I want to collect certain data from my application using the driver and transfer it to the server to check its integrity. And I want to sign these packages using TPM to avoid forgery. However, a user can trick my program by writing a similar driver and intercepting, for example, messages to and from the server, replacing them with their own. What can I do? Is it possible to defend against this?
You can't. You're running into a classic problem: the user has physical access and there's absolutely nothing you can do to concretely prevent them from modifying things.
You can certainly make it harder for them to attack, for example by using HTTPS with certificate pinning for your network communications so that they can't simply man-in-the-middle the traffic, but if the user writes their own driver to mess with your driver you really can't do much about it.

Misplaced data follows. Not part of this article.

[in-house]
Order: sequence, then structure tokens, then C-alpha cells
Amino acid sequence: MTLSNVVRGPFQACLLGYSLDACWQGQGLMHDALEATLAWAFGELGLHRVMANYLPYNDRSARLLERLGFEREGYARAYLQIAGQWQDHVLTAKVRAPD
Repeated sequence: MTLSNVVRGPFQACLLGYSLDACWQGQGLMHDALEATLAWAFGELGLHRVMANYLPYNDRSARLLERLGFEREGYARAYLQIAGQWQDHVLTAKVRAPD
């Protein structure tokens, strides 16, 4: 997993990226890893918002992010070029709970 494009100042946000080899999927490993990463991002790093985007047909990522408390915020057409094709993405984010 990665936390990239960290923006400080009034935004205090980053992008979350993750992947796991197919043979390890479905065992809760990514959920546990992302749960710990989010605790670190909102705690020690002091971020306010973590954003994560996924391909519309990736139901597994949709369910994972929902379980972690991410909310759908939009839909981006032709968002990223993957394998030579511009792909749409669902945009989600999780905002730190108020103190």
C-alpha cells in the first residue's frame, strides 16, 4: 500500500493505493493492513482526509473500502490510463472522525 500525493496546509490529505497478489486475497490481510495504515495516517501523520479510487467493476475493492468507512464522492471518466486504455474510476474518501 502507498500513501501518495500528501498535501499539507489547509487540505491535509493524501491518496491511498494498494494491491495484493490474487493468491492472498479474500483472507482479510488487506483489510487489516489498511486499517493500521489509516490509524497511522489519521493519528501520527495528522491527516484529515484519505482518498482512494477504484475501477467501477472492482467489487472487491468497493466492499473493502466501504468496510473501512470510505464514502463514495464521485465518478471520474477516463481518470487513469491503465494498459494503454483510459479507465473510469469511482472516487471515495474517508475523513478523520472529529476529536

The strongest protection I can think of on a modern x86 system would be for your to get your code running in an SGX enclave, but this is a rather complicated task that requires a lot of development effort. The sensitive parts of your driver code would run inside of the enclave and a regular kernel-mode driver would talk to it through ECALLs/OCALLs. This doesn't prevent the user from blocking the driver from running though, nor does it prevent the user from reverse engineering the executables on disk and writing their own tool or driver to send requests to your server.
If your goal is to prevent the user from modifying something, then you need to have more privileges and access than they do. But in the case of your code running on their computer, they always have more privileges and access than you do, by design. You can't work around this.